Estate Planning for Seniors

As a senior citizen, it’s vitally important that you have an estate plan in place. Not only can you use an estate plan to leave assets to your loved ones, but an estate plan allows you to identify who will make certain important decisions on your behalf should you ever become unable to do so on your own. In this article, we examine some important estate planning documents for seniors.

Last Will and Testament

A last will and testament is probably the most popular estate planning document. A law will and testament outlines who will get your property after you die. A will also allows you to choose a personal representative to take specific actions related to your estate, including distributing your assets, paying your final bills, filing your final tax return, and closing your accounts.

Durable Power of Attorney

A durable power of attorney designates one or more people to make legal and financial decisions on your behalf should you ever become incapacitated. One of the benefits of a durable power of attorney is that it makes things easier for your family. Without a durable power of attorney in place, however, your family may have to waste time and money going to court to seek the appointment of a conservator to handle your affairs.

Revocable Trust

A revocable trust is another powerful estate planning tool. With a revocable trust, you can manage your assets during life and distribute your remaining assets after death. As opposed to a non-revocable trust, you may modify or terminate a revocable trust during your lifetime.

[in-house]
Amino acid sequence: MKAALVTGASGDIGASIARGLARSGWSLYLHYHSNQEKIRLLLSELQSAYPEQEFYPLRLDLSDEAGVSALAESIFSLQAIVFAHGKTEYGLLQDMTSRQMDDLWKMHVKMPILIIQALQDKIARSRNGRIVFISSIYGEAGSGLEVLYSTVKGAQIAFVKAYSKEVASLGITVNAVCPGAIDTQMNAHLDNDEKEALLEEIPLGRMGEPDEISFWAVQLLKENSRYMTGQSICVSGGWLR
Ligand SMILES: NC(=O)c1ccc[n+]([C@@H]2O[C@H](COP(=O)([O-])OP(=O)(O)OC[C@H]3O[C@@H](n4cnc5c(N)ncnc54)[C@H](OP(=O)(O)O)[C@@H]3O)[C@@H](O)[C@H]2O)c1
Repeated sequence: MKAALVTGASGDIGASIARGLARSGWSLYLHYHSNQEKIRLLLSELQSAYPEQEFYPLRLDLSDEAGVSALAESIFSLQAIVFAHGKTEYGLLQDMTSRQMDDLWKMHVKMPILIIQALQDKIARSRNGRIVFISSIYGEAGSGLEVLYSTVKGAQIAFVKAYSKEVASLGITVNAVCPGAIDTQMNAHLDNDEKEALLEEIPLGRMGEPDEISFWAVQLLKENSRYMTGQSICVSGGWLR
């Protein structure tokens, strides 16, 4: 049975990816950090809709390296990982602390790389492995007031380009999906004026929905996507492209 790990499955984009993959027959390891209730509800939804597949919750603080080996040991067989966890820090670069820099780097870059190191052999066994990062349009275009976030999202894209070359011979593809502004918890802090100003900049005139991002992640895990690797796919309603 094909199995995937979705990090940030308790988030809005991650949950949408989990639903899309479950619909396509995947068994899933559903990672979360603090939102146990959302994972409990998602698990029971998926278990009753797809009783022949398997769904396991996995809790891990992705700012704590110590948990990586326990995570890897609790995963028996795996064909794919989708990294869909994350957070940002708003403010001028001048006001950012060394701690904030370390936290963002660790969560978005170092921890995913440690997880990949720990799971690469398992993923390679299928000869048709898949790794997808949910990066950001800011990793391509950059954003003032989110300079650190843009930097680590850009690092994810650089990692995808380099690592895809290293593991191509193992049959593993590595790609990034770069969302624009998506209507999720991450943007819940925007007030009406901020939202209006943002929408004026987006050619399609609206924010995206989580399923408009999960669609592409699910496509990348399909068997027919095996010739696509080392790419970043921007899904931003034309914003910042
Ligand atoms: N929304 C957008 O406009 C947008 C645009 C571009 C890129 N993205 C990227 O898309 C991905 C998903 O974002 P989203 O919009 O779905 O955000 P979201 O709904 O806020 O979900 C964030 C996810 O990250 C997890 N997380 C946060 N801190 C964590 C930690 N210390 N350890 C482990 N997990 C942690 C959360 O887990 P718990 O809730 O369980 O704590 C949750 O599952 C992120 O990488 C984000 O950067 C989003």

Health Care Proxy

A health care proxy is like a durable power of attorney in that it designates a person to make decisions on your behalf should you ever become incapacitated. Unlike a durable power of attorney, however, a health care proxy isn’t related to your finances. Rather, a health care proxy allows a person you name to make health care decisions on your behalf.

HIPAA Release

A Health Insurance Portability and Accountability Act (HIPAA) release is another health-related estate planning document. As explained above, a health care proxy authorizes someone to act on your behalf for health care matters. However, it only allows you to appoint one person at a time to do so. A HIPAA release, however, gives health care providers permission to share your personal health information with anyone you choose.

Contact a Florida and New York Estate Planning Attorney

As a senior, you need an estate plan. However, in order to draft the most effective estate plan possible, you need an experienced Florida and New York estate planning attorney on your side. At the Law Office of Angela Siegel, we provide comprehensive estate planning services to senior citizens in Florida and New York. Attorney Angela Siegel is a knowledgeable and experienced estate planning attorney, and she routinely helps seniors in Florida and New York with their estate planning needs. Please contact us today to schedule a free initial consultation.